Saturday, July 07, 2007


High dynamic range imaging - Wikipedia, the free encyclopedia: "In computer graphics and photography, high dynamic range imaging (HDRI) is a set of techniques that allow a far greater dynamic range of exposures (i.e. a large range of values between light and dark areas) than normal digital imaging techniques. The intention of HDRI is to accurately represent the wide range of intensity levels found in real scenes ranging from direct sunlight to the deepest shadows.

HDRI was originally developed for use with purely computer-generated images. Later, methods were developed to produce a HDR image from a set of photos taken with a range of exposures. With the rising popularity of digital cameras and easy to use desktop software, the term 'HDR' is now popularly used[1] to refer to the process of tone mapping together bracketed exposures of normal digital images, giving the end result a high, often exaggerated dynamic range; however, in this case neither the input nor the output qualify as 'true' HDRI.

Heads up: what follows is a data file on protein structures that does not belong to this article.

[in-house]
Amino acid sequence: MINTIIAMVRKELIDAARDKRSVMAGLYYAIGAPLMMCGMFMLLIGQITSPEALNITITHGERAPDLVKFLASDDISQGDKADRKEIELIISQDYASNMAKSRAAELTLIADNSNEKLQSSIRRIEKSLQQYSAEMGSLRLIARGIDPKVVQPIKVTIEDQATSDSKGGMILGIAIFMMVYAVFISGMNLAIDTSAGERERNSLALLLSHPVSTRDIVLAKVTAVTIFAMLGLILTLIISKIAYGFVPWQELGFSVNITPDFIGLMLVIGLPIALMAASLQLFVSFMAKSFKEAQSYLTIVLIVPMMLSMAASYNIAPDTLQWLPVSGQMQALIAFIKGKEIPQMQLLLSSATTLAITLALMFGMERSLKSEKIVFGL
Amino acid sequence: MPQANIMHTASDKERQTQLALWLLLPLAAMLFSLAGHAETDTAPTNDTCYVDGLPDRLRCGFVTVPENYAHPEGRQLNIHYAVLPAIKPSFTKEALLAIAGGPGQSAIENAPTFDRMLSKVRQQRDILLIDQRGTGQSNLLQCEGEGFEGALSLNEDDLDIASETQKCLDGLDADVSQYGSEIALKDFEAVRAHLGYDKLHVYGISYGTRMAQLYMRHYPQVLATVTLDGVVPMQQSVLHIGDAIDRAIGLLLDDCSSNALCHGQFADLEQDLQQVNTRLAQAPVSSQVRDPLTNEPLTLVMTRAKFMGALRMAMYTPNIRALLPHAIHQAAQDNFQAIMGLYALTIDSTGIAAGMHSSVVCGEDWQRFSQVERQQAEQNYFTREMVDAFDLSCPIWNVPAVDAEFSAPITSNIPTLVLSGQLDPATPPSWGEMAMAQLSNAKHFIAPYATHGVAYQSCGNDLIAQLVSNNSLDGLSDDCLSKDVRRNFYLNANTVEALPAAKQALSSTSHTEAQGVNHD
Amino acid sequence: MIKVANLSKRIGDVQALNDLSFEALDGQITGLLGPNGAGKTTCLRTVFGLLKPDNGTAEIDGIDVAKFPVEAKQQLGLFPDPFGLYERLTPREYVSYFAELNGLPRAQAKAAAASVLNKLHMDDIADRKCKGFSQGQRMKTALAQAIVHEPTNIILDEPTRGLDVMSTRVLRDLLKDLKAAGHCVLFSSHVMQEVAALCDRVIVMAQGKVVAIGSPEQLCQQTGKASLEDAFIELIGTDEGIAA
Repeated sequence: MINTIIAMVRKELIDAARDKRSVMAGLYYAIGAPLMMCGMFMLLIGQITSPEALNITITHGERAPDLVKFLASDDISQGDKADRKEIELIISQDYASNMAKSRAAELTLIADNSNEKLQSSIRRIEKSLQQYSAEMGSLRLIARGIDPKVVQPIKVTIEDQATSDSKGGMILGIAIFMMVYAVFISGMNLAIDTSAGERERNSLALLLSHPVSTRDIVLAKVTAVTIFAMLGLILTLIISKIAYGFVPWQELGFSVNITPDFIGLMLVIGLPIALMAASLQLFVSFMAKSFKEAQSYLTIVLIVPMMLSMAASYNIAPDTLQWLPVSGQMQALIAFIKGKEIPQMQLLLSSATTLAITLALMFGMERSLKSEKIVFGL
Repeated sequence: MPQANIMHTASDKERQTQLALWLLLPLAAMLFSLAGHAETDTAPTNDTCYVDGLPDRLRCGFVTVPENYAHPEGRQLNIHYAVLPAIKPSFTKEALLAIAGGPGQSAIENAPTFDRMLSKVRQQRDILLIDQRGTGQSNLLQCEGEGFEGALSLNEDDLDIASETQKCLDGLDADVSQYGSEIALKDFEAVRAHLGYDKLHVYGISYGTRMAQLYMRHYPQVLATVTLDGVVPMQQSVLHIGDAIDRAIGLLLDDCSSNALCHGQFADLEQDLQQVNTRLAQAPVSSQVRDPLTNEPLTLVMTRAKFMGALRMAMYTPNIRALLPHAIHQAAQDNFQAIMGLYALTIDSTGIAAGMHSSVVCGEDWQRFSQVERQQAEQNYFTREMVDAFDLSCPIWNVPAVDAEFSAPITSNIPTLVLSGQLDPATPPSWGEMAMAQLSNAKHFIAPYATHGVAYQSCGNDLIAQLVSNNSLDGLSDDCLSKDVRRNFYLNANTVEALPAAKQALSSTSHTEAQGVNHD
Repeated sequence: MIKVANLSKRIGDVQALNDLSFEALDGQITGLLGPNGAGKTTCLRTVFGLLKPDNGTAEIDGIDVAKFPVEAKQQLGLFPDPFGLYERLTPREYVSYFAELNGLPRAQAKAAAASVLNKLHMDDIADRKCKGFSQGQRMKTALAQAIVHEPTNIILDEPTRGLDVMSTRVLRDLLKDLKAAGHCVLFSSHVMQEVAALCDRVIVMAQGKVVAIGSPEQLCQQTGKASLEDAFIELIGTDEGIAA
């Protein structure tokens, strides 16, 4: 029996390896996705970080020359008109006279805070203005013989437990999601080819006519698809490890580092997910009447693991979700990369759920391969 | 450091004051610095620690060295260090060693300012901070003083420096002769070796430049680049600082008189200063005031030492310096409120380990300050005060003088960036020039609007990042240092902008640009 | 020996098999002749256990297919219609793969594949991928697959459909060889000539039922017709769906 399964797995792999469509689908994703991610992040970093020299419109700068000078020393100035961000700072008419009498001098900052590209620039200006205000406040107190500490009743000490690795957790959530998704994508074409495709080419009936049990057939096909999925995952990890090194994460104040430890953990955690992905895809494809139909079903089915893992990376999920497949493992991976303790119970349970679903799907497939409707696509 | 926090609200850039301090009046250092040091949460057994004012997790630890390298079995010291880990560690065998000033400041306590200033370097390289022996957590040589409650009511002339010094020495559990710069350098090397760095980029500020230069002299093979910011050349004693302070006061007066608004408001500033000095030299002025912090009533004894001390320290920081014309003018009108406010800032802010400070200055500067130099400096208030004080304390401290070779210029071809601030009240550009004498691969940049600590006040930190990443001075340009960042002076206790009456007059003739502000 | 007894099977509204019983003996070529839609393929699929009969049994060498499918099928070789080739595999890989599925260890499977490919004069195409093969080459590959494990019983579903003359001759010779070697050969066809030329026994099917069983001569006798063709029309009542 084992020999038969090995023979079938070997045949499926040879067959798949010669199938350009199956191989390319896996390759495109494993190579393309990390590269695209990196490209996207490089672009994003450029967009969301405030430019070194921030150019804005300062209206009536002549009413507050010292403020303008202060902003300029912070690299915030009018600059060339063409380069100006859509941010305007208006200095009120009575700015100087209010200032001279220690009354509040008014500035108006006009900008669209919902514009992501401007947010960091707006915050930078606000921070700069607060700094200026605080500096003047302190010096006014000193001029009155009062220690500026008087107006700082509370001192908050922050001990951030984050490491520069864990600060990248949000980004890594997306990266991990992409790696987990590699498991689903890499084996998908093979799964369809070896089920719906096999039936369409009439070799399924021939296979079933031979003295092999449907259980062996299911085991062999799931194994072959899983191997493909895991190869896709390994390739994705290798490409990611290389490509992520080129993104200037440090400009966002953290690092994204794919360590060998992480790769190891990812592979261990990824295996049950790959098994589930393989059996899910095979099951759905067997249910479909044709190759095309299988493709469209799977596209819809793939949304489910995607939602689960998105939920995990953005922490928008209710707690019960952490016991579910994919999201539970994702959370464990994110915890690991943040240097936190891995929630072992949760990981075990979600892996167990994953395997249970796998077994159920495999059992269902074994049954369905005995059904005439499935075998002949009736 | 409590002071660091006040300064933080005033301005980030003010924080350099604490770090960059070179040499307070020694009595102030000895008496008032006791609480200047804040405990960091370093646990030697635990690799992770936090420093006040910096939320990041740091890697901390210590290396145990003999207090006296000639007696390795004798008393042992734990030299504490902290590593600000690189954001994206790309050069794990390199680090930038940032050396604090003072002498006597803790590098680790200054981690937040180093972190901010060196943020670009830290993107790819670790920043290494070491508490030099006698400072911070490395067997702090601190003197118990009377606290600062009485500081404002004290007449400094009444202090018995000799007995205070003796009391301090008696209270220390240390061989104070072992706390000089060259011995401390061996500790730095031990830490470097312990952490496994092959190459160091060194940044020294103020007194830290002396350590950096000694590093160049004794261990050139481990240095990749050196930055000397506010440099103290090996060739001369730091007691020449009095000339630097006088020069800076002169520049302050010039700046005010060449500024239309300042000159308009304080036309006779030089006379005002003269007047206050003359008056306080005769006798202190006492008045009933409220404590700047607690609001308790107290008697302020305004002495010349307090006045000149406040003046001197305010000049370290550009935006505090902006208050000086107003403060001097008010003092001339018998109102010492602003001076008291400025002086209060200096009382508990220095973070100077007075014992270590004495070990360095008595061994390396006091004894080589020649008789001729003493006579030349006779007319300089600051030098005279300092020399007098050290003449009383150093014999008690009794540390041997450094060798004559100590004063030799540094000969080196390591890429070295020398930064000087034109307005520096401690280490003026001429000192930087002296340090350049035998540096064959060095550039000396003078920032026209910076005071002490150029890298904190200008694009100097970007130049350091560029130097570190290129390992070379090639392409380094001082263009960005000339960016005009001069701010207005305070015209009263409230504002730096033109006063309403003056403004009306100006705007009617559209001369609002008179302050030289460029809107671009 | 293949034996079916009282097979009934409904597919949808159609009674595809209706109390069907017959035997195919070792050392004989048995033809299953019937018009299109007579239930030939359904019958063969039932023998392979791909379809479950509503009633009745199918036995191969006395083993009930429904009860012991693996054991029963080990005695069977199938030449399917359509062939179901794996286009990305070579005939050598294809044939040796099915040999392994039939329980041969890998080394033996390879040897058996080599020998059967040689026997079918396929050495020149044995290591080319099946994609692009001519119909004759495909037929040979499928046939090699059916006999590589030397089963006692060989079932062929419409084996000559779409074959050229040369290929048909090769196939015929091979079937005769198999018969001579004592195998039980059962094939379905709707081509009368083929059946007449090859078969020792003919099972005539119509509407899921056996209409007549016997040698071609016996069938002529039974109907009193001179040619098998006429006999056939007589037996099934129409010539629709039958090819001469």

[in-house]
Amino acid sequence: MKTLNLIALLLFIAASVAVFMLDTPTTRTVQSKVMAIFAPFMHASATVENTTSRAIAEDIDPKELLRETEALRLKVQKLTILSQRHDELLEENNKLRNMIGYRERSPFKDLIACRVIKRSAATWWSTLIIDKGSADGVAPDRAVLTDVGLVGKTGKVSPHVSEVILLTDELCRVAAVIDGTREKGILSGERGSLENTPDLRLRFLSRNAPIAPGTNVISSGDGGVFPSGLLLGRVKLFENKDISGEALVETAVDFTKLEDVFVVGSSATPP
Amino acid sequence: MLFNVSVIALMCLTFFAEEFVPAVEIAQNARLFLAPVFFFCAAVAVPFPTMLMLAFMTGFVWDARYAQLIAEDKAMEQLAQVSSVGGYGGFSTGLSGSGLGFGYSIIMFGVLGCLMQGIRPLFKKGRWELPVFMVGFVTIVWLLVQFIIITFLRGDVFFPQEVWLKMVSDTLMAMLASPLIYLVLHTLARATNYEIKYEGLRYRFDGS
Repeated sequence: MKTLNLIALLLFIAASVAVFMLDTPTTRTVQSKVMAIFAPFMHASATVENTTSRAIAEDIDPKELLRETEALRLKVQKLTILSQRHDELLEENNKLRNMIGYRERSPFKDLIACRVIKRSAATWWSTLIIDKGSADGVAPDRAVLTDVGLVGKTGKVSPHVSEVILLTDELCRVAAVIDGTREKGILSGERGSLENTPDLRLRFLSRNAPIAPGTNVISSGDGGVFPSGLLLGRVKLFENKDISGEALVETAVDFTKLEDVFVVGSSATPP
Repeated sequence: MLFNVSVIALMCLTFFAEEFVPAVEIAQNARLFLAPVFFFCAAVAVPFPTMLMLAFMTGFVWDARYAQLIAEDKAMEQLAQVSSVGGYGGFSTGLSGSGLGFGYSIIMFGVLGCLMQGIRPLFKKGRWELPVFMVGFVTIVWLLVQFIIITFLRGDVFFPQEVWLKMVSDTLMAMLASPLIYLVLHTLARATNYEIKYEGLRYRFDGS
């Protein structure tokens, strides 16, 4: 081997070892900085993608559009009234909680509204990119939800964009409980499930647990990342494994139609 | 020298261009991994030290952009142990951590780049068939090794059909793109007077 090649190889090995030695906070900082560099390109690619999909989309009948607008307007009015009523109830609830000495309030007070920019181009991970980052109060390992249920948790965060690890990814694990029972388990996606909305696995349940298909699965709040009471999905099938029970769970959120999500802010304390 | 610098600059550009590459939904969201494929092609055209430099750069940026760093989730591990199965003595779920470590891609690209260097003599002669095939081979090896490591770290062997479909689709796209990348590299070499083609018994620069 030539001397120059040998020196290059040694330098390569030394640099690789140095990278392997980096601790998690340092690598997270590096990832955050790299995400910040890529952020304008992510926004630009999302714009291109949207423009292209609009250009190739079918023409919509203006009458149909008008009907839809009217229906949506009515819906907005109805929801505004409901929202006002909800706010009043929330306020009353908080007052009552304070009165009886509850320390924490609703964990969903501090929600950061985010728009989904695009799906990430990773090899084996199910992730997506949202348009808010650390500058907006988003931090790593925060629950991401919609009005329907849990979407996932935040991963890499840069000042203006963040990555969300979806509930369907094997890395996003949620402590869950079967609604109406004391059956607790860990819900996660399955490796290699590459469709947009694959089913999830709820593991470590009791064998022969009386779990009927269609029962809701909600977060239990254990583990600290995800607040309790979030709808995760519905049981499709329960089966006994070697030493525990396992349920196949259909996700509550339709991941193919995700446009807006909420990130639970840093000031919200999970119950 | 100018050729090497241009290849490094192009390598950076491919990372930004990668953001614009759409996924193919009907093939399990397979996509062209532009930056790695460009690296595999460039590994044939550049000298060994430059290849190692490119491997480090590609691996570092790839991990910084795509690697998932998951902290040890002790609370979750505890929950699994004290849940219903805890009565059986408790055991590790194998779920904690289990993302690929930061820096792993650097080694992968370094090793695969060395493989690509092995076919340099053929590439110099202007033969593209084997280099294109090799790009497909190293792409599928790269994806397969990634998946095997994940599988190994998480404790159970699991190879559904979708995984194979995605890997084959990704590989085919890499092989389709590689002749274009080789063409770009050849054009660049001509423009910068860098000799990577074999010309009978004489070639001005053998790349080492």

Recently, CMOS image sensor producers have begun to release sensors with HDR up to 110 db for security cameras.[2]"

Photomatix Pro - Google Search but their results looks like printing on a cheap tin chocolate box - totally inartistic

the technology is obviously useful for repro on paper

4th floor lounge, Westfield San Francisco on Flickr - Photo Sharing!
an example of good use of HDR from

Michael Berch's photostream

Comparison Photoshop CS2 HDR conversion vs Photomatix Tone Mapping: "The first images (left or top) were produced with HDR conversion method 'Local Adaptation' of Photoshop CS2 and the second (right or bottom) with the Tone Mapping method 'Details Enhancer' of Photomatix Pro. We tried to be as fair as possible and show the results obtained after attempting to find the best parameter adjustment for Photoshop Local Adaptation."


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